This is a complete presentation on artist Robert Rauschenberg. THERE ARE MANY ACTUAL SLIDES FOR YOUR REVIEW IN THE PREVIEW. THIS IS YOUR BEST INDICATION OF PRODUCT QUALITY.
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EXCERPT: (Bullet Points)
- Milton Ernest "Robert" Rauschenberg (called “Bob”), 1925 – 2008, was an American painter and graphic artist born in Port Arthur, Texas.
- His earliest work was ahead of Pop Art and fit within it easily as the Pop Art era dawned. He deliberately chose not to become an Abstract Expressionist.
- When he is classed, it is usually as a Pop Artist or a Neo Dadaist. However, he was very hard to classify because of the wide array of materials and processes he used.
- He is still frequently identified with his “Combines" of the 1950s, which were innovative combinations of materials not then used in the art world. They were a fusion of painting and sculpture.
- Throughout many decades, his work encompassed photography, printmaking, papermaking, performance and perhaps the most expansive use of “mixed media” then seen in the art world.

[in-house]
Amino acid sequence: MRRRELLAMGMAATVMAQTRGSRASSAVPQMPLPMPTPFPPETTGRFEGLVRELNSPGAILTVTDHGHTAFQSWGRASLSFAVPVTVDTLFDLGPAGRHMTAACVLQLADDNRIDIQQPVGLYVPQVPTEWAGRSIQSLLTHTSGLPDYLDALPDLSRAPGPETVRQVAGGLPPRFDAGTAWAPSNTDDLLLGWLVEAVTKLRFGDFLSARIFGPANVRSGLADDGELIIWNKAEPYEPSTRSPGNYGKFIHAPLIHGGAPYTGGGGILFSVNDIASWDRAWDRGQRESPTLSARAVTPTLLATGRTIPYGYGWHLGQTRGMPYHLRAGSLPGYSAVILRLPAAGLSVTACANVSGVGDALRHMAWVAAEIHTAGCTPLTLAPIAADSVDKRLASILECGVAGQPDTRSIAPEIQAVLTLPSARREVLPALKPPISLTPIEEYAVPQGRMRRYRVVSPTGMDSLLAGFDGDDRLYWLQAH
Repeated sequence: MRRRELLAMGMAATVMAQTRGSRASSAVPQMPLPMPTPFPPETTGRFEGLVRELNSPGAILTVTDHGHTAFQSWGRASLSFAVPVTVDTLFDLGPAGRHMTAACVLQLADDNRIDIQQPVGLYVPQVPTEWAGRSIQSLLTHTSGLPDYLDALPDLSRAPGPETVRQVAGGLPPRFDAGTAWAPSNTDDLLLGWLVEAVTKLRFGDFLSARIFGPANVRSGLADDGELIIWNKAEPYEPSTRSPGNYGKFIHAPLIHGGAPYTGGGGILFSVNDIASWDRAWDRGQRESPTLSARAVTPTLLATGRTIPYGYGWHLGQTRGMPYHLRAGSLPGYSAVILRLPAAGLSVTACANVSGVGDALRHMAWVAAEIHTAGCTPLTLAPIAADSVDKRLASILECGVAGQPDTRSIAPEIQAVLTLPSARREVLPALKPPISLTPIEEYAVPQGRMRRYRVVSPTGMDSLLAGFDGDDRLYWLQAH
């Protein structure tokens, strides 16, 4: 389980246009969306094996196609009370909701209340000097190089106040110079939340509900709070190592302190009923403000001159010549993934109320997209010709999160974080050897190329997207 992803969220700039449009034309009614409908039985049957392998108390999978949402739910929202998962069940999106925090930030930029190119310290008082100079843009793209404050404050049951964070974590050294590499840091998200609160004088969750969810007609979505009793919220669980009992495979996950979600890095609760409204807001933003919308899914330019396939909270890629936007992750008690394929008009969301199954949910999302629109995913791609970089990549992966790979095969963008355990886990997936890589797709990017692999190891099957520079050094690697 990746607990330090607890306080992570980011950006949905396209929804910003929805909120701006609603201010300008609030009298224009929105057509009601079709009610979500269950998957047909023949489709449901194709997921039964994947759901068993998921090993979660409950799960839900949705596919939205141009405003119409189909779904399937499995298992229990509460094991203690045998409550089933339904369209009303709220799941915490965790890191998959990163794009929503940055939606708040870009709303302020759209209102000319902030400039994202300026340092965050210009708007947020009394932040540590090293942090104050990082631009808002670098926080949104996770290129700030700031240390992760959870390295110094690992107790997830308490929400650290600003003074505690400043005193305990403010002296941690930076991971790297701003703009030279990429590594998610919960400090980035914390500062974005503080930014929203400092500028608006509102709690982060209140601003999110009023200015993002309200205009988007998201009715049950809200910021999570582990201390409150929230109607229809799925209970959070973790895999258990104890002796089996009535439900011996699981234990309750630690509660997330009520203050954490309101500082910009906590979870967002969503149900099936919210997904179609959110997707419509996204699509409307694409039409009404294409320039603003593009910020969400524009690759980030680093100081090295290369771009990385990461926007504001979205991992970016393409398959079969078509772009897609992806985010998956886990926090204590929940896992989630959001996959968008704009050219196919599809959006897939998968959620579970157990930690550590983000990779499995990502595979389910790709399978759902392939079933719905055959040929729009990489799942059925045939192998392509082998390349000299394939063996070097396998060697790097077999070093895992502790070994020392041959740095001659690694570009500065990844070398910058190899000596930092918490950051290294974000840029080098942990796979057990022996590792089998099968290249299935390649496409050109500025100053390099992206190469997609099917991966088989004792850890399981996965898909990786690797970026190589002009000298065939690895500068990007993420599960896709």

- Rauschenberg lived and worked in New York City as well as on Captiva Island, Florida. In his last years, he spent most of his time in Florida.
- Although his earliest studies began in Pharmacy in Texas, he went into the Navy for WWII. When he was discharged, he changed his studies to art at the following: The Kansas City Art Institute, Académie Julian in Paris and Black Mountain College in North Carolina.
- Although Josef Albers was his teacher at Black Mountain, Rauschenberg related that he ended up doing the exact opposite of whatever Albers instructed him to do. This was because Albers was against experimentation whereas Rauschenberg was all about experimentation.
- From 1949 to 1952 Rauschenberg studied with Vaclav Vytlacil and Morris Kantor at the Art Students League of New York.
- By 1962, Rauschenberg used photographs he transferred to the canvas by silkscreen.
- Andy Warhol also began using the silkscreen in this era and the process became identified with Pop Art.
- Image transfer was used by Rauschenberg throughout his career in myriad ways. Thus photography was always an integral part of his work.
- Art Historian Leo Steinberg thought it was pivotal that Rauschenberg did not ally with the Abstract Expressionists.
- Summing up Rauschenberg’s career, he stated, “What he invented above all was a pictorial surface that let the world in again.’